One of the concepts I think best conveys what many are trying to do with social media inside organizations, mostly large ones, is that of “working out loud” or “observable work”. The idea is that one’s efforts and day-to-day activities are conducted in such a way as anyone who wants to can find and see visible artifacts of that work.

There are numerous benefits to doing this. One way in which it is highly beneficial is it obviates the need for regular activity reporting. Where I used to work, a great deal of time was spent at the end of each month as employees gathered information and wrote up their reports on the activity they could recall or that they had been organized enough to make notes about.

Once they had done so, these reports went from the workers to first-level managers, who read, edited, consolidated, and passed the information up. This continued through the organizational hierarchy until it finally reached the President, where it had been re-written, re-organized, and (sometimes) thoroughly filtered to ensure bad news wasn’t included or was glossed over or minimized. Not the best way to do business, IMO. It was very stressful and quite time consuming.

A good friend and long-time blogger in the field of knowledge management and social media – Luis Suarez of IBM – recently summarized the most important issues he got from last month’s Enterprise 2.0 Conference in Boston. Especially useful to enabling observable work, I think, is Alan Lepofsky‘s concept of social task management, which Luis discusses in an excellent post on CMS Wire. There’s lots of good info Luis offers there as well as some links to other stuff, including one to an excellent Slideshare presentation on Social Fatigue. Check it out yourself:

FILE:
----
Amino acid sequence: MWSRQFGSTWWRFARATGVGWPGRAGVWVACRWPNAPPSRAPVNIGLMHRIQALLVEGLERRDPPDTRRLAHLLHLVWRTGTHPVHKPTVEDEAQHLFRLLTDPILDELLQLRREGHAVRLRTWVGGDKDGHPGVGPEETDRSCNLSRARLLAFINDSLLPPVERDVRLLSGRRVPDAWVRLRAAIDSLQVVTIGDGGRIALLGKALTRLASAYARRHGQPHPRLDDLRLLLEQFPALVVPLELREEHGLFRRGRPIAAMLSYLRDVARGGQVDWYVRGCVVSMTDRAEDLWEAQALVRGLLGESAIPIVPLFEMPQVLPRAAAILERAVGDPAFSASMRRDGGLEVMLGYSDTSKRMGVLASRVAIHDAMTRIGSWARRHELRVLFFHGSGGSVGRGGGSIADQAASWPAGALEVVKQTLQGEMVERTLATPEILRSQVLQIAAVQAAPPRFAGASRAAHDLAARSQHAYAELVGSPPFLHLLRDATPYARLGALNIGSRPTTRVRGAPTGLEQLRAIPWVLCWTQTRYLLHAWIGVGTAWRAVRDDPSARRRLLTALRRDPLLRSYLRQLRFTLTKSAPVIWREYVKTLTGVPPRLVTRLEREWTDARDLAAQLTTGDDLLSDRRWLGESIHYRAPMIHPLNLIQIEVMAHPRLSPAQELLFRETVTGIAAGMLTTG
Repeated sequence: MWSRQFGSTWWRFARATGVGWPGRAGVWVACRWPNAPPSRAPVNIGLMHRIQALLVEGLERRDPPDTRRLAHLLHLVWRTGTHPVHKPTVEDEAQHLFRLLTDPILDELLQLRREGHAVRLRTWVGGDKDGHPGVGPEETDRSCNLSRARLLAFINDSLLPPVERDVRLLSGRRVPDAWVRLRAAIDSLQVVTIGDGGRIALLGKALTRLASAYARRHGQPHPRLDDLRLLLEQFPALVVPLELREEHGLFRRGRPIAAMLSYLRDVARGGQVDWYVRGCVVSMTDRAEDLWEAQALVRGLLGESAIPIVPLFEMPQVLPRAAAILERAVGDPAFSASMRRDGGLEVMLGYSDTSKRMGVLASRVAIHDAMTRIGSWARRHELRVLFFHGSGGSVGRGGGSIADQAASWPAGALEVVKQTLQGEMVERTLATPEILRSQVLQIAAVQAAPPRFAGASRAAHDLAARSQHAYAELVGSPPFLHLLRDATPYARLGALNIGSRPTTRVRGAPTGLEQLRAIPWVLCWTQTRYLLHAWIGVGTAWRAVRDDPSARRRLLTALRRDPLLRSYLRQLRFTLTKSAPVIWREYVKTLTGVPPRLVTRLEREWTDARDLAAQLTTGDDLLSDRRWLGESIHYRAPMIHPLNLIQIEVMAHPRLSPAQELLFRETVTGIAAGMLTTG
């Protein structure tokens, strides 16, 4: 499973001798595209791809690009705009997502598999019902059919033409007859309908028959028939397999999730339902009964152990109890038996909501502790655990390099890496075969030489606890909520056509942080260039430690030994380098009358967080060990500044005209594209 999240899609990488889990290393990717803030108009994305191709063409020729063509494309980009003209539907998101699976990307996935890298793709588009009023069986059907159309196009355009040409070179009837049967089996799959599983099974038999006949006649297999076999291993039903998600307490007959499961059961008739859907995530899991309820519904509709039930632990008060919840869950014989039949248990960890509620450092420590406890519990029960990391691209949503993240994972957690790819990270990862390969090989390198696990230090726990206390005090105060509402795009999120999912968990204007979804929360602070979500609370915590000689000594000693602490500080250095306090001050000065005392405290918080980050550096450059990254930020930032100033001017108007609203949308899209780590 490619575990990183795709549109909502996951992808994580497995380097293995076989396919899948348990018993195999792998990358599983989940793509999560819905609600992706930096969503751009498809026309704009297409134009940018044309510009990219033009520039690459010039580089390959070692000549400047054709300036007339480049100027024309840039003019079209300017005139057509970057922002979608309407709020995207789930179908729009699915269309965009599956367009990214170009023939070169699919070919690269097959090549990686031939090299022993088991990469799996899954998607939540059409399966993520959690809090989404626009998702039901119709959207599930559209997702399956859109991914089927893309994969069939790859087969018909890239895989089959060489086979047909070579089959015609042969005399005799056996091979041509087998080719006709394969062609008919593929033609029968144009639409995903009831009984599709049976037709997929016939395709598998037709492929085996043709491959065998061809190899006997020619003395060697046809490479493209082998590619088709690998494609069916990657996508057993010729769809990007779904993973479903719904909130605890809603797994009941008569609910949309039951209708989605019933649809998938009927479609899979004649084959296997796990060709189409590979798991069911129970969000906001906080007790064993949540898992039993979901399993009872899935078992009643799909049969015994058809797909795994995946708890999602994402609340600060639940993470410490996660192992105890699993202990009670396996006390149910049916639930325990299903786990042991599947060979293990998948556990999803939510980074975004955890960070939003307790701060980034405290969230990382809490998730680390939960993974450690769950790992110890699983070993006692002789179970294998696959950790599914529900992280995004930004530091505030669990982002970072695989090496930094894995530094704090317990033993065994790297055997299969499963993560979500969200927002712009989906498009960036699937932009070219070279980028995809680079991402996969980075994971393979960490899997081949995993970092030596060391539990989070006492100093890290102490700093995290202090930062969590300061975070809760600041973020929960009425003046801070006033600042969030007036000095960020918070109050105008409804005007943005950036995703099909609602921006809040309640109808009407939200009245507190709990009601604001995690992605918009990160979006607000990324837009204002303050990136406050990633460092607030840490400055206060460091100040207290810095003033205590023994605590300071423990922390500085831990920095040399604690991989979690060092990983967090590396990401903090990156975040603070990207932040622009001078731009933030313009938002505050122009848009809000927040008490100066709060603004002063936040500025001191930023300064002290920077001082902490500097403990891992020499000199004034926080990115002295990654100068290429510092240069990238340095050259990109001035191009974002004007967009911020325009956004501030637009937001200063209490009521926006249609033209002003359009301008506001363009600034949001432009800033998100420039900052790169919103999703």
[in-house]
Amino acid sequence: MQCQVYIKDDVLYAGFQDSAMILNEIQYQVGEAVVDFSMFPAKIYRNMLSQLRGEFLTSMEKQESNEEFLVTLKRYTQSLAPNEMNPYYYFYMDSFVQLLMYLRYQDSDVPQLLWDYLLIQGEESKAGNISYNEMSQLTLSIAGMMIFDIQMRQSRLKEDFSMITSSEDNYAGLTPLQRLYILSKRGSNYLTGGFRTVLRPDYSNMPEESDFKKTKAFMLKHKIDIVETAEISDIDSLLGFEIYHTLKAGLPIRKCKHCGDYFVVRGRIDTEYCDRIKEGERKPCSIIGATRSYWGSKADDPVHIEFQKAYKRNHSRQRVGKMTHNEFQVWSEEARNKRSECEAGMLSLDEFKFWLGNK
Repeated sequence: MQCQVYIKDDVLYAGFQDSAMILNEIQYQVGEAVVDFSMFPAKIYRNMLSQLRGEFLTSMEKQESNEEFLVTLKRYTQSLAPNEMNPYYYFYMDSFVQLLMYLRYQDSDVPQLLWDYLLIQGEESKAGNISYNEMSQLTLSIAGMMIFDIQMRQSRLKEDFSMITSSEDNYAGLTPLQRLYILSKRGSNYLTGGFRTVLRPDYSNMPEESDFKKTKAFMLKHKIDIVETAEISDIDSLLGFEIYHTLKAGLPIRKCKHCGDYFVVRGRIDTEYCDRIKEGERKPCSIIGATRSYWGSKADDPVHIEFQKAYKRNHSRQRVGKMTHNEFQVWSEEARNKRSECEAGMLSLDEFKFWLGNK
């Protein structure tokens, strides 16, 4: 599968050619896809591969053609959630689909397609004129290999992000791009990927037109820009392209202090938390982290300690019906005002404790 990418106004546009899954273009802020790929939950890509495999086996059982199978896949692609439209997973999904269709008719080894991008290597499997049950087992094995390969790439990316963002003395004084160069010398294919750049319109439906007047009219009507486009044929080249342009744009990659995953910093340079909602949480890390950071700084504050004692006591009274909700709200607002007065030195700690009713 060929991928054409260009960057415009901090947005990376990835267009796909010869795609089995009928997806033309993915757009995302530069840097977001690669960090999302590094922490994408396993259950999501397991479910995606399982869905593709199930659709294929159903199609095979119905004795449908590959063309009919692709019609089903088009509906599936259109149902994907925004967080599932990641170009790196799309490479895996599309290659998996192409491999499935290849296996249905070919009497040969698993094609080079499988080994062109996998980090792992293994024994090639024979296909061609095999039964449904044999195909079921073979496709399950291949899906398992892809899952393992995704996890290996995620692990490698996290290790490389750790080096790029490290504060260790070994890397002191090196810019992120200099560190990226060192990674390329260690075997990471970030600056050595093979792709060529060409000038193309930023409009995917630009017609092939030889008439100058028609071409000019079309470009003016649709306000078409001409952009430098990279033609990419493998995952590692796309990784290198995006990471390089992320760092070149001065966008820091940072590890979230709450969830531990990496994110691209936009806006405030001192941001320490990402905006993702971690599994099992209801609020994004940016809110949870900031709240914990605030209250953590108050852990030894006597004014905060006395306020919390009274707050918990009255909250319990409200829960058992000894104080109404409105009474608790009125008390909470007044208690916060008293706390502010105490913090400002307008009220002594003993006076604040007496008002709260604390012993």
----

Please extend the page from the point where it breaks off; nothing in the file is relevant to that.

http://www.cmswire.com/cms/social-business/social-task-management-when-social-business-got-down-to-work-016309.php


Occupy Communities

The title for this post comes from a session my friend, Trisha Liu, has proposed for this June’s Enterprise 2.0 Conference in Boston, MA. I came across it the other day quite serendipitously while checking a few Twitter streams on my iPad as I waited for my car to be washed. The title caught me eye immediately as anyone who knows me will understand, especially when read in its entirety, viz “Occupy Communities: Social Media Training for the 99%”. If you have a moment please visit the page and, if you agree it’s a great idea, leave a comment saying so.

Despite the call to my base political instincts, upon reading Trisha’s idea there were several reasons her proposal resonated with me. Foremost, Trisha is addressing the fear of adoption of social tools for business (i.e. inside the organization, behind the firewall, and dedicated to facilitating the business processes that carry the enterprise forward in its mission). I spent many years at a staid old aerospace company beating my head against a wall of resistance fueled by this fear. She refers to it as “SoMe-itis” and breaks it down into the following components:

  • Shock: “Help!! My company wants me to ‘be social’!”
  • Split personality: “Do I have to be a nerd/extrovert/Millennial to ‘be social’?”
  • Dry mouth: “How do I choose what to ‘say’ in social media?”
  • Anxiety: “What if I say something dumb?”
  • Low self esteem: “Will people care about what I have to say?”